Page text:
Fifth Annual Chili Event Takes Place in Belle
BELLE – The Annual Chili Festival took place Jan. 22, 2013.
This makes the fifth for the celebration that began in Walker’s IS Dept., at Belle.
According to Robert Packtor, IS Manager of Midrange Applications Development, the first few years were actual competitions. The intent was to feed the auditors when they visited.
“The first year there were two crock pots – me and Ridenour and maybe Chionsini,” Packtor said.
This year, the auditors Dixon Hughes Goodman, LLP, not only brought in a crock pot of chili, they also brought in desserts and other stuff, Packtor said. In the beginning, there were judges. But, the title was changed from a competition to a festival to attract more participants. And it has. The departments included have grown from IS and Accounting, to HR, Credit and last year Sales entered the picture with a pot of chili from PSSR Manager Brent Samples. Samples swayed Rental and Sales Costing Clerk Catrina Weidensall into the throng with his enthusiasm about the event. She joined the group this year.
“I thought this would give me a good opportunity to try a different recipe that I normally wouldn’t make at home,” Weidensall said.
The competition has garnered much enthusiasm and Packtor looks for the festival to grow. Through the process, Packtor has become a true aficionado of chilis and chili people.
“Ridenour, Chionsini and Goff are purists – no beans,” he said. “My attitude, if it ain’t got beans, it needs to have a hotdog underneath.”
One of the lasting benefits of the festival is leftovers.
“Any chili left behind, we eat all week,” Packtor said.
Larry Shifflette Retires
Party took place at Jackson store
This Is Iron Man
Do Do Do Do Do Do Do Do Do..
Chris Miller - Parts Person Main Shop - had one goal from October, 2011, to October, 2012 - to become Iron Man, before Halloween.
People pass each other every day at Walker Machinery Co.
They see the mechanic, the salesman, the accountant, the manager. But they do not see the mother, the bicyclist, the volunteer, the artist.
One of Walker’s best-kept secrets, Chris Miller - Parts Person Main Shop - had one goal from October, 2011, to October, 2012 - to become Iron Man, before Halloween.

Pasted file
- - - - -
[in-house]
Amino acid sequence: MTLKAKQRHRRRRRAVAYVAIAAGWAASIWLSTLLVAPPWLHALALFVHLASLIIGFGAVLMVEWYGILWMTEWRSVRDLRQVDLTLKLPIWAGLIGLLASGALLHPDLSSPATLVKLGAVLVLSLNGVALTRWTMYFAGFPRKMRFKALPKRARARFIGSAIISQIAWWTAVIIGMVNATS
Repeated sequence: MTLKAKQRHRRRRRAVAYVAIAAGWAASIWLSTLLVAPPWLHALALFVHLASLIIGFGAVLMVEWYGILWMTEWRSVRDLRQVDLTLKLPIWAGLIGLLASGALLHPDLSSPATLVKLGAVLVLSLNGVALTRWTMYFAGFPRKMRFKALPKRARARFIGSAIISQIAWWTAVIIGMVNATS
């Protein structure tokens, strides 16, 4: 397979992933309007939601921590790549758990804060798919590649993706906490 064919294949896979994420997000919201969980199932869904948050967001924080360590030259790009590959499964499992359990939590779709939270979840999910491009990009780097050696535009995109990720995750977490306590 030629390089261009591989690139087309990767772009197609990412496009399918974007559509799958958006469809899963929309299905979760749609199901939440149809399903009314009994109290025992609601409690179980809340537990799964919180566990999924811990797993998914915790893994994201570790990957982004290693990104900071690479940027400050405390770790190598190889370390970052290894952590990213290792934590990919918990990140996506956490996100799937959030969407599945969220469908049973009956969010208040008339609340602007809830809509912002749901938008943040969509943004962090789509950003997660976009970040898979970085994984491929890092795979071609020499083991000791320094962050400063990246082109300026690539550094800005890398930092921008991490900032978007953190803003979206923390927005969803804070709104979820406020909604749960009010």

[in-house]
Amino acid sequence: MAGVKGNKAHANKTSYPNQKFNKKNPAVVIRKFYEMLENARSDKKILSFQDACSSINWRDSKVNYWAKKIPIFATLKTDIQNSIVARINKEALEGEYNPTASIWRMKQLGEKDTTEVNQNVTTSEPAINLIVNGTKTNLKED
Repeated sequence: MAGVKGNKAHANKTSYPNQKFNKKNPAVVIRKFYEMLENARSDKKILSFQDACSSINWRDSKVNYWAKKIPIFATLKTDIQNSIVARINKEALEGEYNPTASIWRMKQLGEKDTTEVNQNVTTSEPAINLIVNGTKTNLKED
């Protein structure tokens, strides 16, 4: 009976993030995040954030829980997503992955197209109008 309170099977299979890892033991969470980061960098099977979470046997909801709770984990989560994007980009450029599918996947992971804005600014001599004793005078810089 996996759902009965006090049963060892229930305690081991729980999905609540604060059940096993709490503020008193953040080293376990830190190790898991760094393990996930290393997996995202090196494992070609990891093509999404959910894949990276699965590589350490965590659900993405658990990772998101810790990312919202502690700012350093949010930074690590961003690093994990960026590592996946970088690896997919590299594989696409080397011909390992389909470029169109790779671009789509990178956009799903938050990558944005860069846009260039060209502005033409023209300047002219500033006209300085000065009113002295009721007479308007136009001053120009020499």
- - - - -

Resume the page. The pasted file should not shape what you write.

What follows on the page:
“I’m just a kid – I love that kind of stuff,” Miller said.
Miller began researching. He downloaded a paper craft computer program, Pepakura Designer. It is like something a Caterpillar® engineer does with a computer aided drafting (cad) drawing, to redesign a 3-dimensional image of a piece of equipment or a component. The program takes a 3-d image and smashes it out flat on a piece of paper, giving the lines to cut and all of the folds. It makes kind of like a paint – by - number.
“Making it fit you is the hardest part,” Miller said.
Hmmmm….that is what HE says.
According to Miller, the Mark IV Ironman suit, which was used in the second Ironman movie, has about 1,000 pieces of 110-pound paper to cut out with a hobby knife. The chest, alone, is 36 pages of very small parts. Cutting it out is most of it, he said. For six months it was just cutting and super gluing the pieces into 3-d forms.
“I worked on it in my free time, but hardly on the weekends because that is her time,” Miller said.
He is referring to his girlfriend Chastity Lies, who helped make this all possible.
Miller had to make a skeleton of himself, on which to attach the 3-d paper forms. His girlfriend wrapped him, tightly, in duct tape from the neck down. Then she cut the tape off of his body, enough where he could remove it. He inserted PVC pipe into the tape to make it sturdy. After he created the 3-d paper forms, he painted them, with fiberglass resin, and attached them to the skeleton. He gives grave attention to the details.
“You don’t want to put it on real thick or you lose some of the details, such as the ribs and abs,” he said.
As soon as the fiberglass hardened, Miller made sure it fit, piece by piece. He ordered the blue lights in his chest, hands and eyes from a man in The Philippines, who crafted the items from the actual movie files, Miller said.
Three weeks before Halloween, Ironman was finished. The unveiling was at HollowEast, Oct. 27, at Charleston’s East End. This is an annual Halloween celebration, sponsored by Electric 102, Suddenlink, and other local businesses. Miller’s girlfriend had to put the suit on Miller, piece by piece. It took them forever, and it was cold, dark and rainy. The center piece goes on first and straps onto his shoulders and then everything else goes over top. During the 25-minute assembly process, passersby took photos of him half dressed.
“And I’d be like, ok, but you’re not seeing anything right now,” he said.
The suit provides some restrictions. Many of the pieces bolt into one another. The knees are joined on the legs and in one piece, making bending, at the waist, impossible. Using the bathroom is also out of the question, as he has to remove the entire suit. When the helmet’s eyes are lit up, he can only see about four feet in front of him, and at a 45 degree angle downward. His girlfriend has to guide him around.
“When you first put the suit on, it’s kind of weird,” he said. “The suit looks really slim, but it feels a lot different when you’re in it.”
For Miller, the reaction he gets from folks is the big payoff. He went to CAMC Women and Children’s Hospital, last night, to cheer up the kids in the pediatric ward and the emergency room. The adults loved it, but some of the kids were stunned, he said. They waved at him, but if he came too close, they were kind of scared.
“One kid had a Spiderman cup and blanket, and I said, ‘Man, you like the wrong guy.’ The funniest thing is seeing them wonder who it is behind the mask. I see people I know, and they don’t know me. I feel more invincible in the suit…it’s a lot of fun,” Miller said.
Shirley Knight Retires